1. Solicit and Share Expectations. One of the smartest things Bob did with his new team was to meet with key people and teams and ask what they expected of him. In the process, he learned about the team’s perspective and about their past frustrations. Many of the expectations he heard were common sense and not surprising. Some of the expectations were pet peeves that were doable. And some of the expectations were wild and wooly. Bob committed to most of the expectations and had some great dialog on the items that were controversial. His skilled listening also set the stage for the team being open to his expectations. He shared very specific and lofty expectations with the team. Ultimately, the team found Bob’s expectations to be inspiring. Bob’s expectations sharing exercise was perceived as a positive. In addition, the mutual clarity of expectations began to create a culture of cooperation that the team had never experienced. What truly set Bob apart as a leader were his monthly check-in meetings that revisited and reinforced everyone’s expectations. In other words, he made increased collaboration a real process. A system that, in retrospect, his team referred to as the The Process of Winning.
  1. Live It! Bob knew that if he did not lead by example and walk-the-talk, his people would never follow him. He was maniacal about doing what he said he would do. He focused on exceeding his team’s expectations. He started meetings on time, and actually ended meetings on time. His team had not experienced the latter in years (perhaps decades). The team followed Bob’s lead by working with more integrity. They met deadlines. They exerted more effort. They sought to not only meet Bob’s expectations, but to exceed them.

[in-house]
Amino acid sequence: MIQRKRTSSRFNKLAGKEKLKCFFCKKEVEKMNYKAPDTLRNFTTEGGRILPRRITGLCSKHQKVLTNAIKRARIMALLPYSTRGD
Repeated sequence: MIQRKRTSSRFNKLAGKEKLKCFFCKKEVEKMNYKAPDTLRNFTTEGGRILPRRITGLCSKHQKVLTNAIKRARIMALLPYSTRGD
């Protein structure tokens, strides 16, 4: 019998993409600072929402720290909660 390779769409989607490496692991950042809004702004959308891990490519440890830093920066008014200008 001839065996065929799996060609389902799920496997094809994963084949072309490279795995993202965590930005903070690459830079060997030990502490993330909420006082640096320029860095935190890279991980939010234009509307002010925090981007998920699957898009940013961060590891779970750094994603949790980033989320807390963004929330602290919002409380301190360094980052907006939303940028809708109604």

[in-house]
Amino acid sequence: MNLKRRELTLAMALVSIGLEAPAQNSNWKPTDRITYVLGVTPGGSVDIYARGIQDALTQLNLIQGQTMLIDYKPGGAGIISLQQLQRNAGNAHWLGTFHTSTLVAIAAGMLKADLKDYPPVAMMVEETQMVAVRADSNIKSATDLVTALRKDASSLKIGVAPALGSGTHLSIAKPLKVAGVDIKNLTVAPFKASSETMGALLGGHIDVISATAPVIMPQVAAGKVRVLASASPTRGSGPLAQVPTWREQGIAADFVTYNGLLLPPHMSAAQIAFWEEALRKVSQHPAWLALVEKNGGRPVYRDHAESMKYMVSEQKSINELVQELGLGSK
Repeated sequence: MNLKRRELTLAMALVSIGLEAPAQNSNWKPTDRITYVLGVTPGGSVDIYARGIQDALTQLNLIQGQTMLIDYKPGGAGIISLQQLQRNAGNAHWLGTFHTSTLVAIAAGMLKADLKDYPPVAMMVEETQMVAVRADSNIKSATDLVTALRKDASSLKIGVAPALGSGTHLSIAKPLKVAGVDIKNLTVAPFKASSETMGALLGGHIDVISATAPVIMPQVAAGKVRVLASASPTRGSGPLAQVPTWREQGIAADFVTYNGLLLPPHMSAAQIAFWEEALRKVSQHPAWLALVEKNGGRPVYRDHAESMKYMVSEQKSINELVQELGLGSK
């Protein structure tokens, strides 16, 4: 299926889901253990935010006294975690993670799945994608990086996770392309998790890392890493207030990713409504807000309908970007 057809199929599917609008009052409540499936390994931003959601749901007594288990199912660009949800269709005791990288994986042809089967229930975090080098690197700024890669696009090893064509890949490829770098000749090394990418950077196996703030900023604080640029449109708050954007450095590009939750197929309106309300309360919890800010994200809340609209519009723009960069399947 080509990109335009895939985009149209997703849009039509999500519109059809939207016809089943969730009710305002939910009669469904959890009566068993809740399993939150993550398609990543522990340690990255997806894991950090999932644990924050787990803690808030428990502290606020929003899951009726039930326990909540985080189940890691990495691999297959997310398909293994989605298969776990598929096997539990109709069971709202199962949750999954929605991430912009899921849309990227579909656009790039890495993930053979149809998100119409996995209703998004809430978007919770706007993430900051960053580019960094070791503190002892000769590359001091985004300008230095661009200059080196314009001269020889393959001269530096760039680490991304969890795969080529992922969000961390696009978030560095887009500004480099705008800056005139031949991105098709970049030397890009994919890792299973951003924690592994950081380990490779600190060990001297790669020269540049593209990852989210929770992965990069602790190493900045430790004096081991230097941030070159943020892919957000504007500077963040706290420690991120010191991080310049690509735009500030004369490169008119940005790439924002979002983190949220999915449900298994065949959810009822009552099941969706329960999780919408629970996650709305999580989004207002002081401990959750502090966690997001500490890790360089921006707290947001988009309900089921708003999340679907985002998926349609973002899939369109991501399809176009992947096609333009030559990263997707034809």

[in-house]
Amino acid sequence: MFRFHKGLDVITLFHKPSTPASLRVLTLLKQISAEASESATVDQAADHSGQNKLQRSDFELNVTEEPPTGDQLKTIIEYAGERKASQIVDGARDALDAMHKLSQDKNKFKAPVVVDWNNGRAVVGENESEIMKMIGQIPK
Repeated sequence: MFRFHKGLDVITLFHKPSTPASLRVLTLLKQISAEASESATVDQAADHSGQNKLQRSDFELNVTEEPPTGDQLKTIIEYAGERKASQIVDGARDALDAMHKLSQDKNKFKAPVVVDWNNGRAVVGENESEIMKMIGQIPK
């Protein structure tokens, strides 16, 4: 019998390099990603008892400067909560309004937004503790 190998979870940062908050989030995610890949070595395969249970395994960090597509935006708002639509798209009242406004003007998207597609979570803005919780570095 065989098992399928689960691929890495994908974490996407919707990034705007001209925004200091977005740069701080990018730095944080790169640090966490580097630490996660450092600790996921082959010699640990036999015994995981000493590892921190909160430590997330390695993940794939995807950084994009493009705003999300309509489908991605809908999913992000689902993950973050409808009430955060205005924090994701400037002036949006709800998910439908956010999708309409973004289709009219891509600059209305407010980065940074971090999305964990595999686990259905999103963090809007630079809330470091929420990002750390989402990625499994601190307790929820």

So what happened to Bob and his cellar-dwellers? Once they found their working rhythm and injected positive qualities into their culture, they slowly started to turn things around. Then, after some successes, they gained momentum. Bob encouraged his team, praised them, sought to keep them grounded, and helped them to believe they could accomplish more. They did. They gathered a few more successes. Did they ultimately get out of the cellar? C’mon, this is Bob we are talking about. Of course. They won big time. On the 21st month of becoming their leader, Bob proudly informed the team that they had become the #1 performing unit in the company. Number one! Save for normal attrition, the feat was also achieved with the original team. Oh, and they have been number one for three of the past five years.

Bottom Line: The culture of an organization is a living, breathing thing. What dark matter is to the universe, a culture is to a team. It is everywhere, yet unseen by the naked eye. A culture just is. When an organization has a poor culture, awful results are experienced. When an organization has an authentic, meaningful culture, results sizzle. When it comes to changing a culture, the leader has to immerse themselves in what their team is experiencing and lead by example. Communication is paramount, and sharing expectations regarding desired behaviors is essential. Creating and maintaining a healthy organizational culture is an art. Only the most dedicated of leaders can create a healthy culture. And you, my friend, know a very dedicated leader. Just look in the mirror.

Until next time, be well.

Doug Van Dyke is a Tampa Bay based executive coach, leadership development expert, and strategic planner. To learn more about leadership development programs, coaching, strategic planning, or to have Doug speak at your next event, visit www.leadershipsimplified.com or email .(JavaScript must be enabled to view this email address).